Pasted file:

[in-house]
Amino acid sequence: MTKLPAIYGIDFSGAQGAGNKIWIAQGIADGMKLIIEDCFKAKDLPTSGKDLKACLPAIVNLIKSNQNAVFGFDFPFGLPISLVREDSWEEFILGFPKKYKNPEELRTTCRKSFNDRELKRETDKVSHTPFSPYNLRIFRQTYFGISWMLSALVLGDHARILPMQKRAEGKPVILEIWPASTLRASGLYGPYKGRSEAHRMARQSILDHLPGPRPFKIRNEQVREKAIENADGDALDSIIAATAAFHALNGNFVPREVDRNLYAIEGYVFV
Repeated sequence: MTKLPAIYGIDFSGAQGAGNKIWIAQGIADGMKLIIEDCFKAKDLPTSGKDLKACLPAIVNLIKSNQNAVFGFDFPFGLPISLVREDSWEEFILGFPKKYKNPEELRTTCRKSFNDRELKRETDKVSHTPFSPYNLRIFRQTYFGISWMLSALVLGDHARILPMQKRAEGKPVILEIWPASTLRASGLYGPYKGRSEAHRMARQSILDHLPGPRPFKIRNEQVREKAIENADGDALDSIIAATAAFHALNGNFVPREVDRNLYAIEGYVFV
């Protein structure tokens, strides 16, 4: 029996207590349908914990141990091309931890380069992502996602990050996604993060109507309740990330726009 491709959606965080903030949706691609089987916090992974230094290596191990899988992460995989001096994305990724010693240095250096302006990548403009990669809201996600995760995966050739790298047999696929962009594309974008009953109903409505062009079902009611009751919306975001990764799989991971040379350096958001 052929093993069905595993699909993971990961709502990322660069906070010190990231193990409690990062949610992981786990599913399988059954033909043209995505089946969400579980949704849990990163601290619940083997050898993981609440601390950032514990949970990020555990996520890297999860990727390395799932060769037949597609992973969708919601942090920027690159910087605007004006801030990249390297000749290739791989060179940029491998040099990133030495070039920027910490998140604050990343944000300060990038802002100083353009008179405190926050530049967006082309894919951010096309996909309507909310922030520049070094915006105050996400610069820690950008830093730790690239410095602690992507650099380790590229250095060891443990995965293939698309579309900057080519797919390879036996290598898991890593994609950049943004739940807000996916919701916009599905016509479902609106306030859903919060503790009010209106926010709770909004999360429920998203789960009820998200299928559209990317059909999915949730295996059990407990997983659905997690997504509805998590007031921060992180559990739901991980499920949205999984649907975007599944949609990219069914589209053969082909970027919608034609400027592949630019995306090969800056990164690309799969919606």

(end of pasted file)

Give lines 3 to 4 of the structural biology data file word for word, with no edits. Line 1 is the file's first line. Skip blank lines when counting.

Repeated sequence: MTKLPAIYGIDFSGAQGAGNKIWIAQGIADGMKLIIEDCFKAKDLPTSGKDLKACLPAIVNLIKSNQNAVFGFDFPFGLPISLVREDSWEEFILGFPKKYKNPEELRTTCRKSFNDRELKRETDKVSHTPFSPYNLRIFRQTYFGISWMLSALVLGDHARILPMQKRAEGKPVILEIWPASTLRASGLYGPYKGRSEAHRMARQSILDHLPGPRPFKIRNEQVREKAIENADGDALDSIIAATAAFHALNGNFVPREVDRNLYAIEGYVFV
């Protein structure tokens, strides 16, 4: 029996207590349908914990141990091309931890380069992502996602990050996604993060109507309740990330726009 491709959606965080903030949706691609089987916090992974230094290596191990899988992460995989001096994305990724010693240095250096302006990548403009990669809201996600995760995966050739790298047999696929962009594309974008009953109903409505062009079902009611009751919306975001990764799989991971040379350096958001 052929093993069905595993699909993971990961709502990322660069906070010190990231193990409690990062949610992981786990599913399988059954033909043209995505089946969400579980949704849990990163601290619940083997050898993981609440601390950032514990949970990020555990996520890297999860990727390395799932060769037949597609992973969708919601942090920027690159910087605007004006801030990249390297000749290739791989060179940029491998040099990133030495070039920027910490998140604050990343944000300060990038802002100083353009008179405190926050530049967006082309894919951010096309996909309507909310922030520049070094915006105050996400610069820690950008830093730790690239410095602690992507650099380790590229250095060891443990995965293939698309579309900057080519797919390879036996290598898991890593994609950049943004739940807000996916919701916009599905016509479902609106306030859903919060503790009010209106926010709770909004999360429920998203789960009820998200299928559209990317059909999915949730295996059990407990997983659905997690997504509805998590007031921060992180559990739901991980499920949205999984649907975007599944949609990219069914589209053969082909970027919608034609400027592949630019995306090969800056990164690309799969919606």